"I've always been by her side throughout every show she's done," TL said, "but it's been fun being thrust into this show – especially because the feeling you have – it's actually the creation of the show. I feel like working with the cast, and working with the director, and the choreographer, and the music director–creating your own identity for yourself within the show–is something that I've seen my mom do from an outward point. Now I'm sort of able to really understand what the process is like."
|Photo by Joseph Marzullo/WENN|
TL was lured off the soccer field after seeing Beacon's production of the Tony Award-winning musical Spring Awakening, which Cimato directed at the school in 2012. "When we did Spring Awakening he seemed frustrated. He would sit in on rehearsals. His friends were in it, and I think he was maybe a little jealous," Cimato said. "I remember him seeing Spring Awakening, and pulling me aside and saying, 'I'm in next year. I don't care what I have to do.'"
TL's theatrical lineage with Piazza didn't affect Cimato's casting for the production, but it did provide the school with a built-in resource when it came time for rehearsals. Cimato fell in love with Light in the Piazza after seeing the Lincoln Center Theater run, and despite the challenges presented by the operatic piece, she had been mulling a student production of it for several years.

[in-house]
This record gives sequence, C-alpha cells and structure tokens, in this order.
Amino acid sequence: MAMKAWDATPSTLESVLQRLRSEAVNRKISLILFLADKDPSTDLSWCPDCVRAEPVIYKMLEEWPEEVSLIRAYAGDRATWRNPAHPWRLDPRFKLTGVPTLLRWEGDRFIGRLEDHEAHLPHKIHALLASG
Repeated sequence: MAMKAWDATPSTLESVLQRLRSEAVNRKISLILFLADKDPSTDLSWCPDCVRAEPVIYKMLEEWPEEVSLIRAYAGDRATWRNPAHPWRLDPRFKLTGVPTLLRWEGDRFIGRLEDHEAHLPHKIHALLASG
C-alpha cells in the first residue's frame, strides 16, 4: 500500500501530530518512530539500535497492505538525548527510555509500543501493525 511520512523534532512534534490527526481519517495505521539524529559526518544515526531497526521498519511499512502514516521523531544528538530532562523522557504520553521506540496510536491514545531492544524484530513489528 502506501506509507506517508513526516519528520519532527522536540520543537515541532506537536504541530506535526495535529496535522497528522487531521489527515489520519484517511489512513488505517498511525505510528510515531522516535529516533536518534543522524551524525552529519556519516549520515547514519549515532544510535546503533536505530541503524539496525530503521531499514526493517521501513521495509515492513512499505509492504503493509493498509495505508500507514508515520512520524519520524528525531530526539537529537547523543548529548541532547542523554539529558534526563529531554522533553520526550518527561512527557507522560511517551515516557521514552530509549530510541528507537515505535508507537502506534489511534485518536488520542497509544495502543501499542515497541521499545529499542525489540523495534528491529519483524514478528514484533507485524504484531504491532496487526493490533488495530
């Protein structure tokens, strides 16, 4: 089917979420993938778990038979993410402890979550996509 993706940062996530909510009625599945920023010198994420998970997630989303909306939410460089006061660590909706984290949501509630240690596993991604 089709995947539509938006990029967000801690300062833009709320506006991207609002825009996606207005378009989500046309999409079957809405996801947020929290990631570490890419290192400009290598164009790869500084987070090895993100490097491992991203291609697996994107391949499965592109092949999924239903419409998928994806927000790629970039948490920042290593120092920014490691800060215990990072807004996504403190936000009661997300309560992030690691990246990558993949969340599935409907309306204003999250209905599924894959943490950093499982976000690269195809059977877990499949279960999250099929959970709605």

"I thought it was going to be a huge challenge, and Vicki came to an event at the school last spring and said, 'I want to help you do this. How can we make this happen?,'" Cimato recalled. "She had the utmost confidence in me, our music director and our program, and that gave me the confidence to say, 'Let's do this. We're going to have the support.'"
Clark made good on her word, attending rehearsals and working with students on the music and acting scenes. The Tony winner said it would be easy for her to walk in and explain how the original production was staged, however, she felt, "It really doesn't matter, it was eight years ago. It's more important that they find the way that they want to do it."